While a 'double engine' helps in smooth running of the train, it also can take a heavier load but it does not seem to work in the case of Manipur. Here one engine has caught fire and the second does not start.

The ethnic violence in Manipur has been going on for over 100 days and there appears to be no effective means deployed to control the situation. Over 150 have been killed and thousands rendered homeless.

Hundreds of churches, and thousands of dwelling units burnt down. Police armouries have been looted and hundreds of weapons and ammunition taken away by rampaging mobs. Women have been targeted in most horrendous ways.

The two main communities in Manipur are Meitie and Kukis: the former live in the valley, and the latter in the hilly areas. In the past there have been some violence between these communities, but never at a scale now taking place. Weapons plundered from police armouries have been extensively used.

The Manipur government is dominated by Meities and has been following policies that discriminate against the Kukis, including forced evictions and attempts to cast them as illegal immigrants.

The situation took an ugly turn when the court's ruling in March granted majority Meiteis “scheduled tribal status”, entitling them to the same economic benefits and quotas in government jobs and education as the minority Kukis. It also allowed Meiteis to buy land in the hills, mainly owned by Kukis, which led to fears that their lands, jobs and opportunities would be taken away.

In the ongoing violence in Manipur, the state government and the police are seen to be, not just a silent spectator, but in fact supporting Meiteis.

If one examines large scale communal riots that have taken place in the country, after independence, be it 1984 anti Sikh riots in Delhi, 2002 anti Muslim riots in Gujarat, eviction of Pandits from the valley in 199o, now in Manipur and Nuh in Haryana, governments be it state or central, their involvement run like a warp thread in India’s tapestry of so called communal harmony.

In spite of state police failure to control the situation for over three months, and the fact that the state government has not called the military to take control, points to its complicity and tacit support of the rioters.

When the military is called, it must be given free hand to control the situation otherwise it can be a mere eye-wash as it was during the anti-Sikh riots in Delhi, where troops were not given ammunition for their weapons and other restrictions imposed on them.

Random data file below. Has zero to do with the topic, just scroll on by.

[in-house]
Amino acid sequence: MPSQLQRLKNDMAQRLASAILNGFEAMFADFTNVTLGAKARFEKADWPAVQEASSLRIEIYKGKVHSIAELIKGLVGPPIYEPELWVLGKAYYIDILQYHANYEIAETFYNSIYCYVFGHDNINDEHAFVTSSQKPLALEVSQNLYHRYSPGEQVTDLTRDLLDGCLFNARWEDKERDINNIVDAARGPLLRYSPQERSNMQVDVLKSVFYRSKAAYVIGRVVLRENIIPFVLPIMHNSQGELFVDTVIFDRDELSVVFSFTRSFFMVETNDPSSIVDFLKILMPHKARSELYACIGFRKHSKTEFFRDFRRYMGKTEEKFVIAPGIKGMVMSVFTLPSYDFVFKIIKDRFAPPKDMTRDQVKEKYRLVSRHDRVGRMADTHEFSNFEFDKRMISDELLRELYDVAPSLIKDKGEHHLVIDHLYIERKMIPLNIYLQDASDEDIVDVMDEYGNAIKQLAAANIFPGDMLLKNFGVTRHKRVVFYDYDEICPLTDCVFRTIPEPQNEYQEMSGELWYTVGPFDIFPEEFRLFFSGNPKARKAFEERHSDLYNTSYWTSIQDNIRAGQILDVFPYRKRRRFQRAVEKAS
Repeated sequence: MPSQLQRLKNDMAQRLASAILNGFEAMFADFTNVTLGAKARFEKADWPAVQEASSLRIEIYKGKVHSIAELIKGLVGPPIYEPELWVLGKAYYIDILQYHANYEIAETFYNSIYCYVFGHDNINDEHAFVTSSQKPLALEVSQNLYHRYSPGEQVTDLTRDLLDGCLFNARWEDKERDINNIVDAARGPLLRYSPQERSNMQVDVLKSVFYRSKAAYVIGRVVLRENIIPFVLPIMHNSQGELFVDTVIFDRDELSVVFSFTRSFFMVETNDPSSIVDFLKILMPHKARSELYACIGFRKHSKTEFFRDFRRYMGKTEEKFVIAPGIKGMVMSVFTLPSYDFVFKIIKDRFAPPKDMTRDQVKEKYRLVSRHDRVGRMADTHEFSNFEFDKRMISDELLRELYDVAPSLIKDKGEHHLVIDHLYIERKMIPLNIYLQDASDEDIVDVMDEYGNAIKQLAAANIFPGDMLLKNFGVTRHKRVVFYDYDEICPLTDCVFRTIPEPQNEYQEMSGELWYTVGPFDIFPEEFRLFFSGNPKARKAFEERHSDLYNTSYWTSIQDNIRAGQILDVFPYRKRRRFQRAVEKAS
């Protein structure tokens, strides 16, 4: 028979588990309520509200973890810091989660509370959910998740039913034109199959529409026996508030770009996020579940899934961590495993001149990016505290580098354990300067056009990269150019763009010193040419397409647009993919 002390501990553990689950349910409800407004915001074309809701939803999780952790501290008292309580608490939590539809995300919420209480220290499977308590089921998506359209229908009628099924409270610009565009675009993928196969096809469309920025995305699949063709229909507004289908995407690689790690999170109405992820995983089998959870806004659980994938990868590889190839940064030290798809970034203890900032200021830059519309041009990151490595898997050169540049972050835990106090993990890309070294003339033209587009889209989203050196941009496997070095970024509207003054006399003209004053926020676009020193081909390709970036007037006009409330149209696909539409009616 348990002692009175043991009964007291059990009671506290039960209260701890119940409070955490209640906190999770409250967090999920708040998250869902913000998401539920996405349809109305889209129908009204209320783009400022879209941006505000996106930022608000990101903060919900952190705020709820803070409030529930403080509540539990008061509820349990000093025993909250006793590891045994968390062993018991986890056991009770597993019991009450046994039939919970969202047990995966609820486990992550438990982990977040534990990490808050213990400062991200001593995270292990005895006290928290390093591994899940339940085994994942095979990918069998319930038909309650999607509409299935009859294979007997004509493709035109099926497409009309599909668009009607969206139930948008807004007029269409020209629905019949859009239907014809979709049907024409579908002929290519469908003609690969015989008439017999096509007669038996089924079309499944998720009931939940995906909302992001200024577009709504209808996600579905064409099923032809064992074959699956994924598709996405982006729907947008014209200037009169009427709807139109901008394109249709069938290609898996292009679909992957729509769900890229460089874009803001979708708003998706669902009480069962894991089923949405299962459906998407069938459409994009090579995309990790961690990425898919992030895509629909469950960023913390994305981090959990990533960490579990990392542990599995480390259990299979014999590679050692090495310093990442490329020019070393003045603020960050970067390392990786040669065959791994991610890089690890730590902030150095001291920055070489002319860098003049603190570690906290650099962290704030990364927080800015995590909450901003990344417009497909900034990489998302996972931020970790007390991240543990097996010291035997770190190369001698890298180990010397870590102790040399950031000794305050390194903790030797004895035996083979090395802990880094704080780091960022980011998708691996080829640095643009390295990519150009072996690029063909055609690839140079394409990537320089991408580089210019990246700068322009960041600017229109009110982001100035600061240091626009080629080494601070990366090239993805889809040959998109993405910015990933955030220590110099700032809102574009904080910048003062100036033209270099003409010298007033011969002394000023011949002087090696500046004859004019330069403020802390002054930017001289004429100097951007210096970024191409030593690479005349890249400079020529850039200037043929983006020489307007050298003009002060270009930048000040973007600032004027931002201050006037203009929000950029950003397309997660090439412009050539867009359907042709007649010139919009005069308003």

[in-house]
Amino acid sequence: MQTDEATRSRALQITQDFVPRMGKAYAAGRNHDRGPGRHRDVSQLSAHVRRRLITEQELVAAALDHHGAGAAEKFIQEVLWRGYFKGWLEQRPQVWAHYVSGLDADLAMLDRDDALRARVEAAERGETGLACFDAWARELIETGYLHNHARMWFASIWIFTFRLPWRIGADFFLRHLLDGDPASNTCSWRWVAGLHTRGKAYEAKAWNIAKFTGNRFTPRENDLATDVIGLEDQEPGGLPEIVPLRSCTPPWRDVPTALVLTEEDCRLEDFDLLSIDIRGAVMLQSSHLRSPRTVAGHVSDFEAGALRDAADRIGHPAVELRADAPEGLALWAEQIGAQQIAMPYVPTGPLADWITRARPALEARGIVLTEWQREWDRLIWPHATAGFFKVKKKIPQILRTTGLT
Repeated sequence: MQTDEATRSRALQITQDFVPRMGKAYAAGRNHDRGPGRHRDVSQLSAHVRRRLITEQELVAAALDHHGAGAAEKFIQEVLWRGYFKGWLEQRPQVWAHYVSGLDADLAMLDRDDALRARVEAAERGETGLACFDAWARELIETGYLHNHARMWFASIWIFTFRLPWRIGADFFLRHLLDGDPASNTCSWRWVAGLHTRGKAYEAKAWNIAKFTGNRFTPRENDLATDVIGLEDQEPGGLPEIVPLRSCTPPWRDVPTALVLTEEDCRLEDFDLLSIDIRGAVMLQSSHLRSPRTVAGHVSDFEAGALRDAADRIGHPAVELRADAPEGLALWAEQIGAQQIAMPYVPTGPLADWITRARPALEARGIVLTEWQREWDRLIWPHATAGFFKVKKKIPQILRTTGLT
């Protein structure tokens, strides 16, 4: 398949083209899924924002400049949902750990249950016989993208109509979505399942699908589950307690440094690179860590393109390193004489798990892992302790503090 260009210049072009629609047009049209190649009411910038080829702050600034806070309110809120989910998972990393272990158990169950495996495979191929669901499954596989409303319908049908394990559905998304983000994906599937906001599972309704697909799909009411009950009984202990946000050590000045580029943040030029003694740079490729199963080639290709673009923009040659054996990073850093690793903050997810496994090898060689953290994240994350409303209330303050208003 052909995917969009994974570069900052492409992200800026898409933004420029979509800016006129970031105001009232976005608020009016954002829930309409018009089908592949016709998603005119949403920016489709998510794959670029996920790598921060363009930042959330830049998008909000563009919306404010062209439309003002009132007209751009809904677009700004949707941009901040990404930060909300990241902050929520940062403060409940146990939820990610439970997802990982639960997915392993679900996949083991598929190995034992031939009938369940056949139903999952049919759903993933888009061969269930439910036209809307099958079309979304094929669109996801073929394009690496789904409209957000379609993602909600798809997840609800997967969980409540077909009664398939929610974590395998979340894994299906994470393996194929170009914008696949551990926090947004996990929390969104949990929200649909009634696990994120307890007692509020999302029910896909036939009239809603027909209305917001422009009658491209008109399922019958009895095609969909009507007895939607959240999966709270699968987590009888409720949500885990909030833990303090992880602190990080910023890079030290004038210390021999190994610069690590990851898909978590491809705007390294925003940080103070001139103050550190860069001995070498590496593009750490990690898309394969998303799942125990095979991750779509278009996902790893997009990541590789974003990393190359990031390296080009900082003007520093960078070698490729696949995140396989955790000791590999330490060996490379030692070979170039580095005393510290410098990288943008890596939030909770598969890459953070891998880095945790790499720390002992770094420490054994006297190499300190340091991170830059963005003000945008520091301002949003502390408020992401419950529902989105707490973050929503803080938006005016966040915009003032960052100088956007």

I was the Corps Commander in Jammu when Pandits were being targeted and evicted from Kashmir Valley. As the first batch of Pandits arrived in Jammu, it created palpable unrest in the town.

There was Governor’s rule in the state so I went across and met Governor Jagmohan, and impressed upon him the imperatives of controlling the situation in the Valley. If the police cannot handle the situation in the Valley then hand it over to the Army.

I narrated to him the situation in the Valley when the Holy relic was found missing from the Hazratbal Mosque. A crowd of nearly half a million had arrived in Srinagar town and they set on fire the Tehsil Headquarters, police station, Chief Minister’s five star hotel under construction, and fire brigade vehicles, and continued with large scale destruction of government property.

That evening the town of Srinagar was handed over to the Army, which immediately deployed troops in the town. Thereafter the town of Srinagar was under the control of the military for the next three days and no untoward incident, what-so-ever, took place in the town.

Jagmohan patiently heard me out but did nothing, yes absolutely nothing and that trickle of Pandits arriving in Jammu became a torrent.

The fabric of India’s communal harmony is being shredded, which in the long term, will have an adverse effect on the country’s well being.

Continuing lawlessness in Manipur has not only been badly handled but in addition mirrors state government’s inefficiency, perhaps involvement and disinterest or tacit approval from the Centre. By now the state government should have been dismissed and Governor’s rule imposed and the military deployed.

The prevalent inaction and complicity on the part of e the Central government does not augur well for the country’s well being. The police has been accused of siding with Meiteis, not filing FIR’s and not arresting those involved in serious crimes such as murder, rape and setting fire to villages etc.

It wasn’t until the video of Kuki women being stripped naked, paraded and assaulted and allegedly gang-raped went viral that the police arrested four Meitei men – more than 70 days after the crime took place.

The Supreme Court chastised the government for its failure to control the situation and the Chief Justice D. Chandrachud impressed upon the government to take control and the goings on in Manipur are simply unacceptable. Yet inaction prevails.

During the No Confidence Motion in Parliament on lawlessness in Manipur, the Prime Minister, in his two-hour speech could spare just about five minutes on the situation in Manipur and what was being done, if at all, to control and extinguish the fire in one of the two engines. Perhaps the government wants this engine to burn out.

Lt General HARWANT SINGH (Retd) is an Indian Army veteran. Views expressed are the writer’s own.

Cover Photograph: A rally for peace in Imphal -AFP Files.